Indeed, nothing is sacred.

Québec isn’t the only province with corruption problems.

When you consider that E-Health cost $1 billion in Ontario yet produced nothing, and that the Air Ambulance (ORNGE) scandal also bled millions from Ontarians’ health ministry, corruption starts to look like part of the system rather than an anomaly.

Throughout the ORNGE developments, Chris Mazza has been the fall guy. Mazza has been painted as the scheming mastermind behind the scandal; an isolated incident that implicated a single, greedy man.

Surely, Mazza didn’t act alone but the scandal hasn’t taken down too many outside of the ORNGE inner circle until this week. ORNGE’s latest victim is actually Mount Sinai hospital’s top doctor. On Feb. 28, the Star reported that Tom Stewart, the physician-in-chief and the director of the medical/surgical intensive care unit at Mount Sinai resigned after the completion of a damming report.

The hospital’s report showed that Stewart and Mazza were friends and helped each other out. ORNGE paid Stewart $436,000 to advise Mazza and Mount Sinai paid Mazza $256,000 without evidence that he completed the work required for such a sum.  This is on top of their salaries, which the Star reports were $1.9 million at ORNGE for Mazza and $607,000 for Stewart in 2011.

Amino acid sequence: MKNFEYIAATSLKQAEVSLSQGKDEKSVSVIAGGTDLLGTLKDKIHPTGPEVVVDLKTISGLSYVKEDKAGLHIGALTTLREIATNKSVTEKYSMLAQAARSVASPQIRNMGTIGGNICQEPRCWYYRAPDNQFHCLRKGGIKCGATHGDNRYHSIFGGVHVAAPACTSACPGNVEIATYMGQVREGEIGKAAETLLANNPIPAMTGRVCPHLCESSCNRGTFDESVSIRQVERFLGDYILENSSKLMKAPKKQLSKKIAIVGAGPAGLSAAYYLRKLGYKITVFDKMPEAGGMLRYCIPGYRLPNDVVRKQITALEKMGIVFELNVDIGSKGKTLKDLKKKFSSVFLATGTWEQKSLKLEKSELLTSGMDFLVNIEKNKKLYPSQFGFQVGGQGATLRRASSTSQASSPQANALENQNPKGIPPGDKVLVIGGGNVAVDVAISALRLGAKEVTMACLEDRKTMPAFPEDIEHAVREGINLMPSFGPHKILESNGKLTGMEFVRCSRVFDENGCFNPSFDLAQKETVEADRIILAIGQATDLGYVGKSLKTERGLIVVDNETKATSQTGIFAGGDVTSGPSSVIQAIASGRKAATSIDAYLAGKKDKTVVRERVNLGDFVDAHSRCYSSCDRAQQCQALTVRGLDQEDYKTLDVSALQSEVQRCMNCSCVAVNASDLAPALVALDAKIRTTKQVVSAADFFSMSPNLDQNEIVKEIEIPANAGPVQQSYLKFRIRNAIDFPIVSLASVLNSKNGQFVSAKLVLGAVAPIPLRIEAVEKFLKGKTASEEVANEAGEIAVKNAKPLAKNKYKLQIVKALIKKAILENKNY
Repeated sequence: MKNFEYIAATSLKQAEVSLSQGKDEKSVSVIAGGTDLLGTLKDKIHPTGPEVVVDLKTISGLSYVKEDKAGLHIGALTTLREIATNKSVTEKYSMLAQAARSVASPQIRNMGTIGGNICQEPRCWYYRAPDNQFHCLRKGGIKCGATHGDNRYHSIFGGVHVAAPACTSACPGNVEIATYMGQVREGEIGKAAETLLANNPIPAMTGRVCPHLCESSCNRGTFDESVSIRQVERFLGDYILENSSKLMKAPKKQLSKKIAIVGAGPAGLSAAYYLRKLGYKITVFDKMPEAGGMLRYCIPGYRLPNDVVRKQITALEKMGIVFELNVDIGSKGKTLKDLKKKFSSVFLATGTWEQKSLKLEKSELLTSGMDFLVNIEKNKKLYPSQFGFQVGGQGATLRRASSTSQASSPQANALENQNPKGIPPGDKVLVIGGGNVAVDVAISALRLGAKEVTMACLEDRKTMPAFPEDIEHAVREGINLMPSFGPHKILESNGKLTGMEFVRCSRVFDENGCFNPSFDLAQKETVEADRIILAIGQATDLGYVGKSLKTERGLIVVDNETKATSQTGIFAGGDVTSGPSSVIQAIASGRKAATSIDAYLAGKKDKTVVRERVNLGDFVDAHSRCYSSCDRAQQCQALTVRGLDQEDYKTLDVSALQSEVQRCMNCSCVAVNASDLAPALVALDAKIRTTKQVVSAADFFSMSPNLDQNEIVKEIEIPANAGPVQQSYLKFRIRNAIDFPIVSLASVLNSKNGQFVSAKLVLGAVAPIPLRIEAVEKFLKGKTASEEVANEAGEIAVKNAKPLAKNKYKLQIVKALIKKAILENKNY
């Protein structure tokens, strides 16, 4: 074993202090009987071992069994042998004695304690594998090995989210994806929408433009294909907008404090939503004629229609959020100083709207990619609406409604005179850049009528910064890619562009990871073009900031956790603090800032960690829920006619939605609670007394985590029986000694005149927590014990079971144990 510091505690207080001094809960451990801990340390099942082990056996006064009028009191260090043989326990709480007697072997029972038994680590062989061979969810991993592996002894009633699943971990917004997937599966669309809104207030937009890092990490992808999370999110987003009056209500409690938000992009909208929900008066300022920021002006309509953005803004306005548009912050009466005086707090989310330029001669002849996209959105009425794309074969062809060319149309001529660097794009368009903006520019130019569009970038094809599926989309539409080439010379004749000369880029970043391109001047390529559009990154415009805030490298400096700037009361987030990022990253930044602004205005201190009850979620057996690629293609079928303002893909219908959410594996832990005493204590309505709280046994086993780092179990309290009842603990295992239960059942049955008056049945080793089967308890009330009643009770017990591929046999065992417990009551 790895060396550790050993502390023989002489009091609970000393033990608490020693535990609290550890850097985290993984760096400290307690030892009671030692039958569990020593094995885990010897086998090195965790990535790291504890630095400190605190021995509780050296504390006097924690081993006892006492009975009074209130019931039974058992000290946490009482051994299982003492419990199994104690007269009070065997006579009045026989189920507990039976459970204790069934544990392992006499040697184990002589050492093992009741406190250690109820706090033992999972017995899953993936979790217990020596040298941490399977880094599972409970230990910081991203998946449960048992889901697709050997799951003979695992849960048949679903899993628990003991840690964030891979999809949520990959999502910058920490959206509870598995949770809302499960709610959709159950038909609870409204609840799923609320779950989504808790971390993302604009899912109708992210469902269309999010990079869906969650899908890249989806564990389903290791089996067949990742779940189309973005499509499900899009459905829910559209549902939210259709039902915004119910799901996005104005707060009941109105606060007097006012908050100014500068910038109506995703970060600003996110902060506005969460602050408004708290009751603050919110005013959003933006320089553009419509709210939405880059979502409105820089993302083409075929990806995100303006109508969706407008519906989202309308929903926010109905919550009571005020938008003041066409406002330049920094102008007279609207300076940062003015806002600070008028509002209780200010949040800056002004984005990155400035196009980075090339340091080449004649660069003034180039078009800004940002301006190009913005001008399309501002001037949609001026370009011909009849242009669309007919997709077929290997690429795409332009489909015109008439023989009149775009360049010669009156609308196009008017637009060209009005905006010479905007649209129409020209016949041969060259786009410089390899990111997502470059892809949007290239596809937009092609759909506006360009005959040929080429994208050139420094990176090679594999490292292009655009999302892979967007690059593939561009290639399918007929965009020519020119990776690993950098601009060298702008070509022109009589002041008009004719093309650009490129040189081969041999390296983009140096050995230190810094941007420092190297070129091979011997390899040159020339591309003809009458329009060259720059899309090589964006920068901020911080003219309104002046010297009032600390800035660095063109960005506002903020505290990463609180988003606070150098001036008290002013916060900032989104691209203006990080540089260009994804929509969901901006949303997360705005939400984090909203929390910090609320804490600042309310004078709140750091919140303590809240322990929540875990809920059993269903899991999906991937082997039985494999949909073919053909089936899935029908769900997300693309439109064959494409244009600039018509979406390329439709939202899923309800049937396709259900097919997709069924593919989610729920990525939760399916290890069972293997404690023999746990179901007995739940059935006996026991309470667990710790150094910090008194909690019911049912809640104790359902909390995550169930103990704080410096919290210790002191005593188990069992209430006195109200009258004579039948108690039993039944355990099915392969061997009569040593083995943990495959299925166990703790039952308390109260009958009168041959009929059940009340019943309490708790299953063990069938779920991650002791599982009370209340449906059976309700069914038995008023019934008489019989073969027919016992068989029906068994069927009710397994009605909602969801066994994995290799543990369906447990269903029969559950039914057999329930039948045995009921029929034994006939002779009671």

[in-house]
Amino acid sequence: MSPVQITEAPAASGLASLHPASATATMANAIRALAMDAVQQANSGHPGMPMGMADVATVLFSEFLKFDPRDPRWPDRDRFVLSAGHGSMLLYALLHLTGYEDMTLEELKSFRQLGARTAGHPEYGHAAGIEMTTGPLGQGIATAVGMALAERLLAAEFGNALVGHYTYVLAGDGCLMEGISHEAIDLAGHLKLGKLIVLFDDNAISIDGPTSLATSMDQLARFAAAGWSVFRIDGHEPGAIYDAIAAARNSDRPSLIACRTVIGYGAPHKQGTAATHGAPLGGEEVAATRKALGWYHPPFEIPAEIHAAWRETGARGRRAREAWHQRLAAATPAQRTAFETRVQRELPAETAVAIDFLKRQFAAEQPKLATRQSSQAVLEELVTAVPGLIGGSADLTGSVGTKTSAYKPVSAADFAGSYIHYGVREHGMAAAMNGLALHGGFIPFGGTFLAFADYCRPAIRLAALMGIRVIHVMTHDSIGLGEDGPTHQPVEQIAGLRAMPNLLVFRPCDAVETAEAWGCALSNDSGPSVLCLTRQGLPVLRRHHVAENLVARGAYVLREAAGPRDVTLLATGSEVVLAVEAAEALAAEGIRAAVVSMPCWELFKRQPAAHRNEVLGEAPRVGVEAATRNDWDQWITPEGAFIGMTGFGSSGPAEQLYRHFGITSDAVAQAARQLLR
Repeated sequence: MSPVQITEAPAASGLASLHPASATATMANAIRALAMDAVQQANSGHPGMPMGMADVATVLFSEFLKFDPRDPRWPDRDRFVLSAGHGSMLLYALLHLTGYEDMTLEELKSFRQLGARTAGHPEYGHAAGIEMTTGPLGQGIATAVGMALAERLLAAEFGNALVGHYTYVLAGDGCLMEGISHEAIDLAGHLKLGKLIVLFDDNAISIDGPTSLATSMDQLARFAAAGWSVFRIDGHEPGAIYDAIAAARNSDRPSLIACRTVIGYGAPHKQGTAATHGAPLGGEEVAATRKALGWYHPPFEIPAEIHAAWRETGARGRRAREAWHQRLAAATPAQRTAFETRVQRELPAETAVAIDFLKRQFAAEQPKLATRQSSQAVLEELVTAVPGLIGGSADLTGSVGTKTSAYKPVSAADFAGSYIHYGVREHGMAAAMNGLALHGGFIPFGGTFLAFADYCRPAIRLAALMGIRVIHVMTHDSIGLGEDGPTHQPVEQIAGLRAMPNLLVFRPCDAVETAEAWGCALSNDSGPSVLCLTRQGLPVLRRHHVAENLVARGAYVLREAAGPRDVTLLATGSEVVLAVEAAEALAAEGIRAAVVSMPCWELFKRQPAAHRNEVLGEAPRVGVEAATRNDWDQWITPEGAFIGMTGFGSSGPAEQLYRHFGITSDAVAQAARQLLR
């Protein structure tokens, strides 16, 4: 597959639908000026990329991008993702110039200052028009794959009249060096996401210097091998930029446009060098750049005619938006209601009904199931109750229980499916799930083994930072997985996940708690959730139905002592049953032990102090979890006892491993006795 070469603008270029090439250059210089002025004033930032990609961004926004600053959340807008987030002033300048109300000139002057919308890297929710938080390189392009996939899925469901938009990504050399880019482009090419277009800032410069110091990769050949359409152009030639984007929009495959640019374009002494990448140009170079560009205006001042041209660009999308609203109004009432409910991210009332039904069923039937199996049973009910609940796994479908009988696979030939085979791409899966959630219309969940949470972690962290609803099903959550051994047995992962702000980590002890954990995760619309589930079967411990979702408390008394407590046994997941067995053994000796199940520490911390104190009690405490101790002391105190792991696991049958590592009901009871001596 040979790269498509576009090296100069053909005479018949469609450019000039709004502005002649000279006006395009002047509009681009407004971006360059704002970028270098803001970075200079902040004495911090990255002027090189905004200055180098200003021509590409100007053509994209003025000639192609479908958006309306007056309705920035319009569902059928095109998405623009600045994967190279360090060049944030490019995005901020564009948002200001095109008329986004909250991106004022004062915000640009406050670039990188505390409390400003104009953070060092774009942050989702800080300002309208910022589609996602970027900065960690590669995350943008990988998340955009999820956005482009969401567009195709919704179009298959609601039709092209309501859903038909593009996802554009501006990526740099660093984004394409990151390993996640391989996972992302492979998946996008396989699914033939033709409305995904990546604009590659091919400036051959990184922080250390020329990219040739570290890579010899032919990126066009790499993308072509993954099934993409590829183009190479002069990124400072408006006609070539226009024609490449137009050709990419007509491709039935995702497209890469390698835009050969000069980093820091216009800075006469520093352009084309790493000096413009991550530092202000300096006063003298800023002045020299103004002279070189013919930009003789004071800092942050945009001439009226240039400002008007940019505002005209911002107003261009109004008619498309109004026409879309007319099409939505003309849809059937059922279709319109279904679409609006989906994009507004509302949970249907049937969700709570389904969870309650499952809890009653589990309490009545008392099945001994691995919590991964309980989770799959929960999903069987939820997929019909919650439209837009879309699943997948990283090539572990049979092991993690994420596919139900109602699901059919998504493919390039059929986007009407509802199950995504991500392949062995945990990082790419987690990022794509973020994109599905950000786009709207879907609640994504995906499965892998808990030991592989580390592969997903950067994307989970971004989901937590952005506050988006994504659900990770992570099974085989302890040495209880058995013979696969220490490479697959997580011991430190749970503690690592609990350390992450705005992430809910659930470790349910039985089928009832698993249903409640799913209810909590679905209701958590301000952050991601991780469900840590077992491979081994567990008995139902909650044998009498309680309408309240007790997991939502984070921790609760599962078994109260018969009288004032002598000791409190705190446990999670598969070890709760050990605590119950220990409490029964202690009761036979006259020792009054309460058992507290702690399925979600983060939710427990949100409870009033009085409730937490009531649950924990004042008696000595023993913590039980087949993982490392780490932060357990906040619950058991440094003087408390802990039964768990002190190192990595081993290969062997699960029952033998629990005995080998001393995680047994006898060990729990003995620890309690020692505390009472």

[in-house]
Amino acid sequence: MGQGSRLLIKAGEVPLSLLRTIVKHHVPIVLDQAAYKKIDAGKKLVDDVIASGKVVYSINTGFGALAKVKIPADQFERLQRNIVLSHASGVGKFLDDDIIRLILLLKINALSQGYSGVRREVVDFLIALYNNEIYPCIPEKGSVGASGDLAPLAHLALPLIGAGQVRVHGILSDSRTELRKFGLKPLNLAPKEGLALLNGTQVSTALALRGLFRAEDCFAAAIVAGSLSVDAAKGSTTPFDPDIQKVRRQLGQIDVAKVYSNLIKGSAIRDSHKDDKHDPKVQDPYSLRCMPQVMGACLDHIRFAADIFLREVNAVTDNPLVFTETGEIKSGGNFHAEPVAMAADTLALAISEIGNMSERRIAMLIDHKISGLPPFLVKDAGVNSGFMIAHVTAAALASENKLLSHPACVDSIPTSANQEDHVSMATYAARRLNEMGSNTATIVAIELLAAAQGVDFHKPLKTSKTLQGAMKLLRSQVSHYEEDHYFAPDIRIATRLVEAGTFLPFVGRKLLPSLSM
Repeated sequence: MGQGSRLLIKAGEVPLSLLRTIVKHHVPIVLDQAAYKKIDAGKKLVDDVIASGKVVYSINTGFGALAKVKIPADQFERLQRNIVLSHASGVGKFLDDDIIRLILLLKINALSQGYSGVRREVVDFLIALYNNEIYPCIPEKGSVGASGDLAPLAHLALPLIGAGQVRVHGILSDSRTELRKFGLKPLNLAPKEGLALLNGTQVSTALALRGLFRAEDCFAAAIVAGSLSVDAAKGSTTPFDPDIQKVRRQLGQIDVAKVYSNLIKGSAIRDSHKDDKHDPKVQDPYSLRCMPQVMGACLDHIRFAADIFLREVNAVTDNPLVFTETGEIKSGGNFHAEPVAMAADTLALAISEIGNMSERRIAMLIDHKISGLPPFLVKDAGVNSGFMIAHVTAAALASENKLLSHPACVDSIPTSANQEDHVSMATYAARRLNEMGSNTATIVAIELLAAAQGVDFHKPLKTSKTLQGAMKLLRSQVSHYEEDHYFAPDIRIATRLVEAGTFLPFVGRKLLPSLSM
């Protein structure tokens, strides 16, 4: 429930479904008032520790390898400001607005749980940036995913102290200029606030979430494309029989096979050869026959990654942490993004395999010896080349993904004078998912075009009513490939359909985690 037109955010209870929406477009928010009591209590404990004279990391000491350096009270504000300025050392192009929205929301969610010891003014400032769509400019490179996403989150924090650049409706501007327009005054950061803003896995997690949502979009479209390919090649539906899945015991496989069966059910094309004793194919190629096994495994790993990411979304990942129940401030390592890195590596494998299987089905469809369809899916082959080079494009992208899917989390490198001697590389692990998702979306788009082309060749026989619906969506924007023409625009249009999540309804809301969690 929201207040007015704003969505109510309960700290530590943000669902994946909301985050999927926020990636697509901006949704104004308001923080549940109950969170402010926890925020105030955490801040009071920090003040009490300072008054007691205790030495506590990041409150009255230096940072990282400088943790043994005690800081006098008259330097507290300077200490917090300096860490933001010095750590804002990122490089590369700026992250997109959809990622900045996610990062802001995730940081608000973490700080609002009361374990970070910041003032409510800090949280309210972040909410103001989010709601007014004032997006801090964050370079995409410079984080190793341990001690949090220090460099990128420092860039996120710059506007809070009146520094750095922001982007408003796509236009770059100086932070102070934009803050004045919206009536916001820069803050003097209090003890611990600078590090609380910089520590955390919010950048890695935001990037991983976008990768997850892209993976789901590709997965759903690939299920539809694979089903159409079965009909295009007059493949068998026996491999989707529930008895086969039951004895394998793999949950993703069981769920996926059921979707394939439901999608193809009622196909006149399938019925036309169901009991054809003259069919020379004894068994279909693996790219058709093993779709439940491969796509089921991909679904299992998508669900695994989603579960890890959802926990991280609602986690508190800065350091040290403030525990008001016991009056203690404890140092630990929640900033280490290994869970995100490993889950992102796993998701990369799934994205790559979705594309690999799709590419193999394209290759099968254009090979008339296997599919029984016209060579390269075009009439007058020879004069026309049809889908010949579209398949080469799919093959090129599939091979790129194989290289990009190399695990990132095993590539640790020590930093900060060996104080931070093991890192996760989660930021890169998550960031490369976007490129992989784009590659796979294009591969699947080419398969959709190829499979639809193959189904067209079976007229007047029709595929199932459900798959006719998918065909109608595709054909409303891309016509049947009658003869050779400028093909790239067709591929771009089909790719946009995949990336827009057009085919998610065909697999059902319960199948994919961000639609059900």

But don’t worry. Stewart’s resignation does not mean he loses his job as a doctor at the hospital. He gets to keep that.

Writing this has made me both sick and totally angry. Corruption will occur if people aren’t paying attention and Canadians suffer from wide-spread disenfranchisement. But what do you do when the politicians who are elected to pay attention either aid or ignore corruption when it surfaces?

Aside from having anti-corruption task forces in every government ministry and creating a standing committee on corruption to catch corruption after the fact, I’m not sure there’s much the system can do to stop it. That’s partly because I’m convinced corruption is possible not because someone isn’t paying enough attention to it, but because our political and economic system depend on it.

When money disappears, the argument that “we can’t afford” something becomes true: missing money is money that cannot be spent elsewhere. Corruption not only aides austerity, but it makes austerity necessary, just like low corporate taxes and an increase in paying for private contracts to administer public services.

Fortunately, corruption is still a bad word to most Canadians. If the NDP or the Ontario NDP were looking for a quick way to boost their support, they should promise to immediately instate anti-corruption taskforces. After all, federally, they have 146 of years of government to examine and their hands will stay clean.

But to truly stop this kind of corruption, we need to connect the dots between who is scratching who’s back and realize that citizens all small players in a larger scheme that makes corruption not only possible, but normal. It’s just how capitalism goes.

If the system is rotten from the inside out, painting its exterior is not going to fix anything.

 

I do not endorse the ad below but refuse to purchase the “no ads” WordPress account.